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30 Things, 4 Years Later: Day 23

30 Things to Accomplish in my 30s:
#23. Learn to draw. (I’ve wanted to do this for like…. forever.)

I’m a more or less creative person, but I’ve never had any instruction on how to draw.

Fortunately, part of my job involves sitting in on a Kindergarten class.

Art isn’t nearly as intimidating when the artists around you are 6 year olds.

Here is a sample of something I drew several weeks ago….

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The gist of that one is that if I could plant something and have more of it grow, I’d pick love — right after I sowed some love and grew some love.

I’m decent when it comes to lettering….

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A couple of summers ago, I went to a class that taught how to do several styles of lettering. It was a really neat experience and I’ve really enjoyed doodling phrases or words since then. I really should take some more classes, huh? It would be super fun!

 
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Posted by on May 13, 2016 in 30 Things

 

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30 Things, 4 Years Later: Day 21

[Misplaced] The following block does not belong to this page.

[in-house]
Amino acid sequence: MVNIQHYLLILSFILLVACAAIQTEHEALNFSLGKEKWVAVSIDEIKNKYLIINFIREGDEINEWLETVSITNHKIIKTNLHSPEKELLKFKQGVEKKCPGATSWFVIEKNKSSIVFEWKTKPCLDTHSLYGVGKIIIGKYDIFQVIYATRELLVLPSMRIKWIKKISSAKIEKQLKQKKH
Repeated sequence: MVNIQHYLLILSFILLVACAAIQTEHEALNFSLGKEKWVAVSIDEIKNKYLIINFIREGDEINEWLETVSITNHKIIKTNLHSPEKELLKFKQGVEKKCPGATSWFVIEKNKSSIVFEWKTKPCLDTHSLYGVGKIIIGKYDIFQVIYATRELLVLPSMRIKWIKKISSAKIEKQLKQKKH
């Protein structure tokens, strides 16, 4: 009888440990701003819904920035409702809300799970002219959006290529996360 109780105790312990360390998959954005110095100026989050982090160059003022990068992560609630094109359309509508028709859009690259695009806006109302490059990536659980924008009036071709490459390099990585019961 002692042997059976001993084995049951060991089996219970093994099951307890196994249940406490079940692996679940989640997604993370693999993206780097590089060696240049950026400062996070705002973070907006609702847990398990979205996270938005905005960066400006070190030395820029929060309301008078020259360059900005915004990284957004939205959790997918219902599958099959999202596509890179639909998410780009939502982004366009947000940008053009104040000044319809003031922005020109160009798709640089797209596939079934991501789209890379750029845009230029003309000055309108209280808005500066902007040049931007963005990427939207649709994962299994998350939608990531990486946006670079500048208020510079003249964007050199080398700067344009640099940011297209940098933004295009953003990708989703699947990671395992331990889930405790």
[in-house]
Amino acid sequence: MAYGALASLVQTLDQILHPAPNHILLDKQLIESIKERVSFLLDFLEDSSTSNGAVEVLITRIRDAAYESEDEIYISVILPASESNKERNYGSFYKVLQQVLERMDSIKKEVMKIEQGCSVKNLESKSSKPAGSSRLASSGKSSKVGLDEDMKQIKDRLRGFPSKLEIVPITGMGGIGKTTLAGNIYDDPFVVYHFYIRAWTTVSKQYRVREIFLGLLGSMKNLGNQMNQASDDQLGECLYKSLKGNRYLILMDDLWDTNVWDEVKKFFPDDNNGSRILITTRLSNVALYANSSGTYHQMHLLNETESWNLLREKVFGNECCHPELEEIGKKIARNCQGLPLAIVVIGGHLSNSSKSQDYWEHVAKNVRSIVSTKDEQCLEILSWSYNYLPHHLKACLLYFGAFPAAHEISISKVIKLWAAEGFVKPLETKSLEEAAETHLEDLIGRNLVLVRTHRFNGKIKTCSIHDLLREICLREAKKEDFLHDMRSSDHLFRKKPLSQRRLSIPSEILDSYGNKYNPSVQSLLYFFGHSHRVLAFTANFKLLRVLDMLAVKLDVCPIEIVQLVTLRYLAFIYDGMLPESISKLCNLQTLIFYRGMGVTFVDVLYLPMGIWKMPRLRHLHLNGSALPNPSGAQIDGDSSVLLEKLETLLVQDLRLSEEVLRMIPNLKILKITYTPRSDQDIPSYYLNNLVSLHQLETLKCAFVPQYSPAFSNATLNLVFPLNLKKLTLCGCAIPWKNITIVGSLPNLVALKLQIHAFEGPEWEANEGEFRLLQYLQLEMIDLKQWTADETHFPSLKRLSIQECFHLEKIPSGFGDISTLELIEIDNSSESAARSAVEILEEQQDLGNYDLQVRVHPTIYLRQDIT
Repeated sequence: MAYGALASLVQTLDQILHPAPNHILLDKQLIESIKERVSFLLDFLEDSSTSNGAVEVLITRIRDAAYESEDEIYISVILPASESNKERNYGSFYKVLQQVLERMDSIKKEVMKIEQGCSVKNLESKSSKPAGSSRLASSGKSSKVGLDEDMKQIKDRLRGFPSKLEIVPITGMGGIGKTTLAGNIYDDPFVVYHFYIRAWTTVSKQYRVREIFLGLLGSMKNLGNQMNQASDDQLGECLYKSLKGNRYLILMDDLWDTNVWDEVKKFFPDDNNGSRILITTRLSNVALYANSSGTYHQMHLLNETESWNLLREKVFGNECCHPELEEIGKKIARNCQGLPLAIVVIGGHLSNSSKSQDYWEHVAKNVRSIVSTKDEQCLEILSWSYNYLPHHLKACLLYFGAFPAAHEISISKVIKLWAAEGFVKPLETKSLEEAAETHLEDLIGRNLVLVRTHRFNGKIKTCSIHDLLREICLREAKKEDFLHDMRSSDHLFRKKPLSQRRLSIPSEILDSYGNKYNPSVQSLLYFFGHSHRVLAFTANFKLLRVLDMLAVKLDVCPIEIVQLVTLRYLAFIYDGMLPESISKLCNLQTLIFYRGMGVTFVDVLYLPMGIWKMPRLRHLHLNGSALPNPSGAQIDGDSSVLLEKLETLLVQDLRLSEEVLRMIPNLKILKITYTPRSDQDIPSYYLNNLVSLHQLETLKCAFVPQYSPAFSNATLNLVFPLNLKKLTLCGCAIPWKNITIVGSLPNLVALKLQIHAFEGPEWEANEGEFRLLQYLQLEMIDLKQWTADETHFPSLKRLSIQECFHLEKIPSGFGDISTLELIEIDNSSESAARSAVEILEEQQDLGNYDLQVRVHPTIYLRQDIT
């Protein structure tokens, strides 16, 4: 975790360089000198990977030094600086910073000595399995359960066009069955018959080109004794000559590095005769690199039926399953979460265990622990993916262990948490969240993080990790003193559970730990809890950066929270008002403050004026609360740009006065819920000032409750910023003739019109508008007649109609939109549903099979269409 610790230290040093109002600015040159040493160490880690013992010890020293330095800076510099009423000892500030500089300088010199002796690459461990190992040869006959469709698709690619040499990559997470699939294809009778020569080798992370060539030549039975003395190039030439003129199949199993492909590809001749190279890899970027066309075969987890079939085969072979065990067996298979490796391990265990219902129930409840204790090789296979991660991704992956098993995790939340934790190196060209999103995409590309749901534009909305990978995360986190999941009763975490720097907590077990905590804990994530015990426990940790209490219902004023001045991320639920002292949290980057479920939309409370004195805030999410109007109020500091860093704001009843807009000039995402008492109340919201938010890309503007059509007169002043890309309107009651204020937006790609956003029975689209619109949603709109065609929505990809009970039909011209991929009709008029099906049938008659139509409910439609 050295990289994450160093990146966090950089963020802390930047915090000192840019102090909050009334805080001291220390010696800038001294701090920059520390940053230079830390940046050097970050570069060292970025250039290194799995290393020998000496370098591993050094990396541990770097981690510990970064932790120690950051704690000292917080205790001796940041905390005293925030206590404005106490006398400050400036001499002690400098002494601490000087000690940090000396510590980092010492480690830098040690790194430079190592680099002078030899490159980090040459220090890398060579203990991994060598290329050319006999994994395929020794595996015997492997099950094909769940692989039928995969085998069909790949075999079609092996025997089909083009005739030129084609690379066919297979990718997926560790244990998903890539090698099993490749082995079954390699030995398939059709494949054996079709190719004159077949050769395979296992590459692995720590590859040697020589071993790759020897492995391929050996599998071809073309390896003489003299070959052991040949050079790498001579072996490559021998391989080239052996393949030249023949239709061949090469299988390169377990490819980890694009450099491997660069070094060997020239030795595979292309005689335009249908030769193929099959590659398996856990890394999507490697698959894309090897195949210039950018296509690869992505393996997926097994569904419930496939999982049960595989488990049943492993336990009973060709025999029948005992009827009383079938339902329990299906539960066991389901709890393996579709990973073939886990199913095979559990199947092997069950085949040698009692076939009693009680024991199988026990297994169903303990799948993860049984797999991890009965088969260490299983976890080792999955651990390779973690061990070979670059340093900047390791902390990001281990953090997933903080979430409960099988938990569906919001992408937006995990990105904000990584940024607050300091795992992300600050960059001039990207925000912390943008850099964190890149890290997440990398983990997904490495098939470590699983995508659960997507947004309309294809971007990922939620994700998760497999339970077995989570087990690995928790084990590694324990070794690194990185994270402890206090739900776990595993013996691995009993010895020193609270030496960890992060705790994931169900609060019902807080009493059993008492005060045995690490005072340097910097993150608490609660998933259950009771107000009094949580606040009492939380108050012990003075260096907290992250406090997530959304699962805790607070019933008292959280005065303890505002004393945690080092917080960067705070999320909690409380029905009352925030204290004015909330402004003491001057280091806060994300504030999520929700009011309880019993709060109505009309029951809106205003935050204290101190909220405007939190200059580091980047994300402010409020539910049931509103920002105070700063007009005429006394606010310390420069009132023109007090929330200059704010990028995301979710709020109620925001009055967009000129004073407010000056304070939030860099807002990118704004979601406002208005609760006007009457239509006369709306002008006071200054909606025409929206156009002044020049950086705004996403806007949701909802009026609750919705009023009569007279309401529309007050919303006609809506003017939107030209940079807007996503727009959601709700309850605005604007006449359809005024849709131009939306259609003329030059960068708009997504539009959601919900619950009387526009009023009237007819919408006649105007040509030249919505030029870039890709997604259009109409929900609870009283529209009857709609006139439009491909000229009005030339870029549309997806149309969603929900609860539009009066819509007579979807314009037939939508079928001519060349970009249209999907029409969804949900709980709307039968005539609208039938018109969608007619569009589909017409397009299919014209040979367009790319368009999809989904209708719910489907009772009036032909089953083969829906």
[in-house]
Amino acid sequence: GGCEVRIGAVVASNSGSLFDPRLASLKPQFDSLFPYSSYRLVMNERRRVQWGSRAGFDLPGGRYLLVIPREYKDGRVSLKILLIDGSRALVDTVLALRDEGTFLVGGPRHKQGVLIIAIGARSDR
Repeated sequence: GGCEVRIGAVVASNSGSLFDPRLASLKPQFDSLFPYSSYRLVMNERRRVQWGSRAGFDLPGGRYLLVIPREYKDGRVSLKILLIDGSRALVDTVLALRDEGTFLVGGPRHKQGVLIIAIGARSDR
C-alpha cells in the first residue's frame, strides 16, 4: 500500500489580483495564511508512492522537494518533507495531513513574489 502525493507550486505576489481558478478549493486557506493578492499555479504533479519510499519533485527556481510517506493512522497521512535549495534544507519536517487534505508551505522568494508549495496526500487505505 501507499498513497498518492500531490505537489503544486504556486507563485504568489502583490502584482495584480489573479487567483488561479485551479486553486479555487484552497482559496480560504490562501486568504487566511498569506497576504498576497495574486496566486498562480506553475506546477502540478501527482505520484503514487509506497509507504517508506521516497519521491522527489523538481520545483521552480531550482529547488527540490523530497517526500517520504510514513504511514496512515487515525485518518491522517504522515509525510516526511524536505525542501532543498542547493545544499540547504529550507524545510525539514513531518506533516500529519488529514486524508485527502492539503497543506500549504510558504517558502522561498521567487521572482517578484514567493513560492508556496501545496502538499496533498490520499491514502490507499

30 Things to Accomplish in my 30s: Day 21

#21 Stay up until 9:00. Every night.

I was being facetious when I came up with this one.

Because, we all know that old people go to bed early.

I’ve struggled with this one, but somehow, I’ve managed to see 9:00 every single night.

Except for that night last week when I was so exhausted that I was in bed before 8 — but I didn’t turn the lights off until after 9.

 
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Posted by on May 11, 2016 in 30 Things

 

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Some Days You Shouldn’t Wear Makeup

Today was one of those days.

My friends have been lovely today.

I’ve had many messages and greetings.

But I sat at my counselor’s office and bawled for an hour.

I got all dolled up. I actually made an effort to look pretty today. I don’t do that often anymore. No one really cares — and I care less than anybody about it, so what difference does it make?

I’m old.

I’m just old.

I cried because all my friends are getting engaged or having babies.

And I’m 34 years old.

And men like to play with me.

You’re nice.
Let’s have coffee.
You’re the sweetest person I’ve ever met.

But it doesn’t get any further than that — even after having coffee regularly for a year.
I don’t even like coffee!

It doesn’t get any further than that, even after I’ve introduced them to family.